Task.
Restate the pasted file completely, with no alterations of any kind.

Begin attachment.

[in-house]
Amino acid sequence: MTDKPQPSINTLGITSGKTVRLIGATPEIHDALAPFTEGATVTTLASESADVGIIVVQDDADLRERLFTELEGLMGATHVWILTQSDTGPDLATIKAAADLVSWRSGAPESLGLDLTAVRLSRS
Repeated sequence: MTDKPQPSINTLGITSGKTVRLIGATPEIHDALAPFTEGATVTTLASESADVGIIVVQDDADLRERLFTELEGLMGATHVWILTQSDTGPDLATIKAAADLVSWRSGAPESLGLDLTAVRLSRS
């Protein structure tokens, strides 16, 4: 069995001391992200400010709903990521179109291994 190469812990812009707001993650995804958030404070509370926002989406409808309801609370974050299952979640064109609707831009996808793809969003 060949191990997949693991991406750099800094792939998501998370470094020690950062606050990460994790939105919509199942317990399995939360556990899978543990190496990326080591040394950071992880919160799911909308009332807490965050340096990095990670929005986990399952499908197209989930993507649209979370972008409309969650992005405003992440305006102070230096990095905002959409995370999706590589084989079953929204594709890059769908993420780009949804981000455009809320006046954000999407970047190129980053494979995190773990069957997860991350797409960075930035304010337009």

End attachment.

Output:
[in-house]
Amino acid sequence: MTDKPQPSINTLGITSGKTVRLIGATPEIHDALAPFTEGATVTTLASESADVGIIVVQDDADLRERLFTELEGLMGATHVWILTQSDTGPDLATIKAAADLVSWRSGAPESLGLDLTAVRLSRS
Repeated sequence: MTDKPQPSINTLGITSGKTVRLIGATPEIHDALAPFTEGATVTTLASESADVGIIVVQDDADLRERLFTELEGLMGATHVWILTQSDTGPDLATIKAAADLVSWRSGAPESLGLDLTAVRLSRS
């Protein structure tokens, strides 16, 4: 069995001391992200400010709903990521179109291994 190469812990812009707001993650995804958030404070509370926002989406409808309801609370974050299952979640064109609707831009996808793809969003 060949191990997949693991991406750099800094792939998501998370470094020690950062606050990460994790939105919509199942317990399995939360556990899978543990190496990326080591040394950071992880919160799911909308009332807490965050340096990095990670929005986990399952499908197209989930993507649209979370972008409309969650992005405003992440305006102070230096990095905002959409995370999706590589084989079953929204594709890059769908993420780009949804981000455009809320006046954000999407970047190129980053494979995190773990069957997860991350797409960075930035304010337009």